I’m sitting here with my David Bowie shrine glowing, still trying, after fourteen hours, to process the information that came to me via Facebook just after midnight.
I have a lot to do today, but I keep just sitting here.
I’m blindsided. Heartbroken. Devastated.
David Bowie was 69 just last week, and I spent the 8th, 9th, and 10th listening to his latest album on repeat, reveling in its weirdness and glowing with the idea that he was still innovating the pants off of the world. When I saw the announcement on Facebook I was certain it must be a hoax. I’d been living under the assumption that more would follow, that new incarnations would appear, that someday perhaps I would see one of them on a stage somewhere.
The next transformation has come, and it’s left us wanting more, just like all of the ones he made before. He’s always been many steps ahead of the rest of us, and here we are again.
I don’t need to tell you how David Bowie influenced my life. Right now the world is full of other weirdos, freaks, misfits, and visionaries telling their own tales of inspiration, exploration, and awe. My story is similar to all the others.
Sometime in my childhood I became aware of the existence of the mysterious, androgynous, beautiful person behind my favorite movie–Labyrinth was my go-to choice at the video store from as early as I can remember, and it still amazes me that my parents let me watch its bizarre, glitter-streaked weirdness over and over again on the family television. As I got older I discovered that the wicked grin and slithering movements belonged to a musician, and every song I heard drew me nearer to David Bowie’s flame. A few other gender-bending mad geniuses like Tim Curry, Marilyn Manson, and Grace Jones came along and helped me on my way, but none affected me so deeply or spoke to me so closely. I had dreams–and sometimes still do–of Bowie befriending me and teaching me what it means to be brilliant. I dressed up as different Bowies for different parties, eventually finding a sky-blue suit very like his outfit in “Life on Mars,” which awakened something electric in my psyche and sexuality in college.
As I moved into adulthood, I found myself evolving along with his music. At the lowest and highest points in my life, there has always been a Bowie album that–when played on repeat–has helped me navigate. Ziggy Stardust was my college anthem, and 1984 my post-college depression soundtrack. Hunky Dory let me process the fall-through of a television deal in my late twenties. Low got me through an intensely stressful time around the opening of my art show. Station to Station guided me along the intricate process of extricating myself from New York City. I have already told my closest friends that they have been charged with getting a live band to play “Let’s Dance” at my funeral and to lead everyone out of the service, dancing.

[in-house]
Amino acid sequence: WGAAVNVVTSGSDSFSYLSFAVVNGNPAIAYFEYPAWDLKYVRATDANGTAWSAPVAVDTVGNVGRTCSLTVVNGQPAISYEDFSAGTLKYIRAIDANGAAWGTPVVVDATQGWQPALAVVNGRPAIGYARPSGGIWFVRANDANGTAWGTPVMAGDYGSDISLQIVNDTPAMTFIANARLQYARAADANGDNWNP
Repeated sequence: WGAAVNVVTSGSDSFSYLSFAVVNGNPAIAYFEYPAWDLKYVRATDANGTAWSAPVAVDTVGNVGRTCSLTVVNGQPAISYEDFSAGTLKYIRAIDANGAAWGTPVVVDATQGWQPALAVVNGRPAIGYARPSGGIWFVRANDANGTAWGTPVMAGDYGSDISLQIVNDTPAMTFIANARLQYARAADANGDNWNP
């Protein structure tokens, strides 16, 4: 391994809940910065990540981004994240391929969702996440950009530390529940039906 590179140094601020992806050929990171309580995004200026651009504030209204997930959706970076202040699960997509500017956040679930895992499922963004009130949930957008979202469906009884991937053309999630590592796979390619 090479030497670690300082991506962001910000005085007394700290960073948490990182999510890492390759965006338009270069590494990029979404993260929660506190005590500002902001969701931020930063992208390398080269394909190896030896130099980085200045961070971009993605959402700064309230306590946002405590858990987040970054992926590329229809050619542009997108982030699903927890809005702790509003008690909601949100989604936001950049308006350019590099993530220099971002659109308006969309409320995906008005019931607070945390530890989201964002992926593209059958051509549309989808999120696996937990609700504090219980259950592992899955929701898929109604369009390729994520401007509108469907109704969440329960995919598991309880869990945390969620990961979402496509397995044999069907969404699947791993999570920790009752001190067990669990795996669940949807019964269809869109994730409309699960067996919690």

My Bowie fervor has gotten me made fun of by friends and family. Every time there is a new David Bowie headline, meme, or retrospective, multiple people post them to my Facebook timeline. I am everybody’s go-to Bowie nerd. And I have never been less apologetic about anything that makes me who I am.
Bowie showed me that being weird is okay, that being too much is never enough, that flying your freak flag is not just brave but necessary. And that the world needs to see our flags. All of them. He taught me that the pursuit of art is worth everything, and I am still trying to figure out how to make that true in my life. He inspired me to be a smarter poet, a more thoughtful author, a deeper human being.
I don’t have a way to end this. I don’t have the words. It hurts too much to bear. Maybe in a few weeks, when I can hear his music again without bursting into tears, I will have some wisdom to offer. In the meantime, this is my very personal farewell to the greatest inspiration in my life.